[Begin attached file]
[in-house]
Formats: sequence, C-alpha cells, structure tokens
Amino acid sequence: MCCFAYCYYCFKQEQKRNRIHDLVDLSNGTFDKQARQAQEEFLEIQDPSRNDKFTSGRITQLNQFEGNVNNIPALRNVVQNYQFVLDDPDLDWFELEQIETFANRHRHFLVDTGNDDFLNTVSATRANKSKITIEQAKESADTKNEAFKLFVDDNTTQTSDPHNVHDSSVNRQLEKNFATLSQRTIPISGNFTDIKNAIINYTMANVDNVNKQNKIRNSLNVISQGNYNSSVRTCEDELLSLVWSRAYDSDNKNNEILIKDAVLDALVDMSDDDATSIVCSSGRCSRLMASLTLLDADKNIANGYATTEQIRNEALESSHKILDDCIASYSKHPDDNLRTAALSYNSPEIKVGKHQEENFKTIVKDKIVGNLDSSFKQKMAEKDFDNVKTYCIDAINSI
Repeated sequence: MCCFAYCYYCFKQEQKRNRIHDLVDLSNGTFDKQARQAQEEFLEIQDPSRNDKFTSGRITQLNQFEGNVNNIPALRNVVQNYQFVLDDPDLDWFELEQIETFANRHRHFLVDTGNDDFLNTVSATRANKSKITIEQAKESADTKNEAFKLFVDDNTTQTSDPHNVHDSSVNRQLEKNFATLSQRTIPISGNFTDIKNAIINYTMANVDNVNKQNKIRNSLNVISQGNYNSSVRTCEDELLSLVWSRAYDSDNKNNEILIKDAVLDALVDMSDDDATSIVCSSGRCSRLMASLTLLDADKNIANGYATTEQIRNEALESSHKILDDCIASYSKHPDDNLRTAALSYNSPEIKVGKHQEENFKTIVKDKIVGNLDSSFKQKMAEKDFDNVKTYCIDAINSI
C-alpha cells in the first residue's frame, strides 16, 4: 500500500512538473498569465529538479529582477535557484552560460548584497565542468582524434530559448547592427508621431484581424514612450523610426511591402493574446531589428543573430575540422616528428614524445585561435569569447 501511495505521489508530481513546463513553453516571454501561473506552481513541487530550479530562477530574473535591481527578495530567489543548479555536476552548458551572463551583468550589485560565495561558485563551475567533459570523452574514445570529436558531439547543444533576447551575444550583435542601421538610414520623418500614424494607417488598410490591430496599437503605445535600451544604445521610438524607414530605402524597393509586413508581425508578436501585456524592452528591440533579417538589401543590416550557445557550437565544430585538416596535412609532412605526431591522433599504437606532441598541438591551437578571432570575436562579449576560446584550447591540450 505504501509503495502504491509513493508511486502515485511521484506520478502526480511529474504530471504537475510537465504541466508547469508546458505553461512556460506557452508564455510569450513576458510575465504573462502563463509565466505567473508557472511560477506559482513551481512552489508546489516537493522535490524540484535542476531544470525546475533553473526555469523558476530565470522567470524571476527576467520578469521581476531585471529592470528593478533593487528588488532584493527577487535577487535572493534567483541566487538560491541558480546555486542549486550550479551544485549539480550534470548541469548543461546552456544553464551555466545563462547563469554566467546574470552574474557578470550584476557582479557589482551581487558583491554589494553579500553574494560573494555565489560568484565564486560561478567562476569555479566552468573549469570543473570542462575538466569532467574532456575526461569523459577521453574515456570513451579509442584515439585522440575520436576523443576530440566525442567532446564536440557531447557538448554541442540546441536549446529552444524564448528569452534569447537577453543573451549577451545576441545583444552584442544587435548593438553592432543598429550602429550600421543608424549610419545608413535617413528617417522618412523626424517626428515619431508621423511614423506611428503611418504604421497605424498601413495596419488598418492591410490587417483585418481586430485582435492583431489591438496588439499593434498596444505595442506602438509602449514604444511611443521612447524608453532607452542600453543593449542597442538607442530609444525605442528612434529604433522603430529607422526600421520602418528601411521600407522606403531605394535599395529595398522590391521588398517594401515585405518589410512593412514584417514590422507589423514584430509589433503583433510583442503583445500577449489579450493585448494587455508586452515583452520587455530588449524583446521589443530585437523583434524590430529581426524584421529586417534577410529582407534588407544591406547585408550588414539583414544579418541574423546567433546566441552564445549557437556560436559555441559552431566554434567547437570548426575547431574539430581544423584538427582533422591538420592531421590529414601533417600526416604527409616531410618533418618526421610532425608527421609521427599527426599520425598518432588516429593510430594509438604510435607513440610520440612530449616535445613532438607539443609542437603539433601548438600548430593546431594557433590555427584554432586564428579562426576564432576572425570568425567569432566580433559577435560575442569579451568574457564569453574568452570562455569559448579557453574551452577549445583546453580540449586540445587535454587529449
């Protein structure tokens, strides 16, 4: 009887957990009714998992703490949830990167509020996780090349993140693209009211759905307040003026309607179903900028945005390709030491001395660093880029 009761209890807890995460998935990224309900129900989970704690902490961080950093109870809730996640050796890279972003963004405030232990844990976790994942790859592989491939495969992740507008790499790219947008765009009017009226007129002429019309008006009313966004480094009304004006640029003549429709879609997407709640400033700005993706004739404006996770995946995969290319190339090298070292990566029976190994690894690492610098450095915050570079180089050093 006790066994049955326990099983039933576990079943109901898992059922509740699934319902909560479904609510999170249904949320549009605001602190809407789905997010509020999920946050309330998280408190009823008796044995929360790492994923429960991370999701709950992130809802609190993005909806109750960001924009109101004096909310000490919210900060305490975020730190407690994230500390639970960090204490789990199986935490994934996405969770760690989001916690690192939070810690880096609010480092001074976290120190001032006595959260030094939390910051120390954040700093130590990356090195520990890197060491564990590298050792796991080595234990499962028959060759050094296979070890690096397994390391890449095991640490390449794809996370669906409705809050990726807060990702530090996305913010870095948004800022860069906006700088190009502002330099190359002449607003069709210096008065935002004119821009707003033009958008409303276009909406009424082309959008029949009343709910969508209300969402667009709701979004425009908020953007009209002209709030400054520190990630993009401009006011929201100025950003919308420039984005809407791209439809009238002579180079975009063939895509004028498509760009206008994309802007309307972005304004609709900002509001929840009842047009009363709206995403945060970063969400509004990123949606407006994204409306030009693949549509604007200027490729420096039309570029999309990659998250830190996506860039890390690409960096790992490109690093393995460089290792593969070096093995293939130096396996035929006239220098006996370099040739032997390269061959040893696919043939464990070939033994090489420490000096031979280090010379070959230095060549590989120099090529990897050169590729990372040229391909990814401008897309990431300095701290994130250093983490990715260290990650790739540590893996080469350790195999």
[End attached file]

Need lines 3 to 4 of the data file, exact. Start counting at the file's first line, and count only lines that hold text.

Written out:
Amino acid sequence: MCCFAYCYYCFKQEQKRNRIHDLVDLSNGTFDKQARQAQEEFLEIQDPSRNDKFTSGRITQLNQFEGNVNNIPALRNVVQNYQFVLDDPDLDWFELEQIETFANRHRHFLVDTGNDDFLNTVSATRANKSKITIEQAKESADTKNEAFKLFVDDNTTQTSDPHNVHDSSVNRQLEKNFATLSQRTIPISGNFTDIKNAIINYTMANVDNVNKQNKIRNSLNVISQGNYNSSVRTCEDELLSLVWSRAYDSDNKNNEILIKDAVLDALVDMSDDDATSIVCSSGRCSRLMASLTLLDADKNIANGYATTEQIRNEALESSHKILDDCIASYSKHPDDNLRTAALSYNSPEIKVGKHQEENFKTIVKDKIVGNLDSSFKQKMAEKDFDNVKTYCIDAINSI
Repeated sequence: MCCFAYCYYCFKQEQKRNRIHDLVDLSNGTFDKQARQAQEEFLEIQDPSRNDKFTSGRITQLNQFEGNVNNIPALRNVVQNYQFVLDDPDLDWFELEQIETFANRHRHFLVDTGNDDFLNTVSATRANKSKITIEQAKESADTKNEAFKLFVDDNTTQTSDPHNVHDSSVNRQLEKNFATLSQRTIPISGNFTDIKNAIINYTMANVDNVNKQNKIRNSLNVISQGNYNSSVRTCEDELLSLVWSRAYDSDNKNNEILIKDAVLDALVDMSDDDATSIVCSSGRCSRLMASLTLLDADKNIANGYATTEQIRNEALESSHKILDDCIASYSKHPDDNLRTAALSYNSPEIKVGKHQEENFKTIVKDKIVGNLDSSFKQKMAEKDFDNVKTYCIDAINSI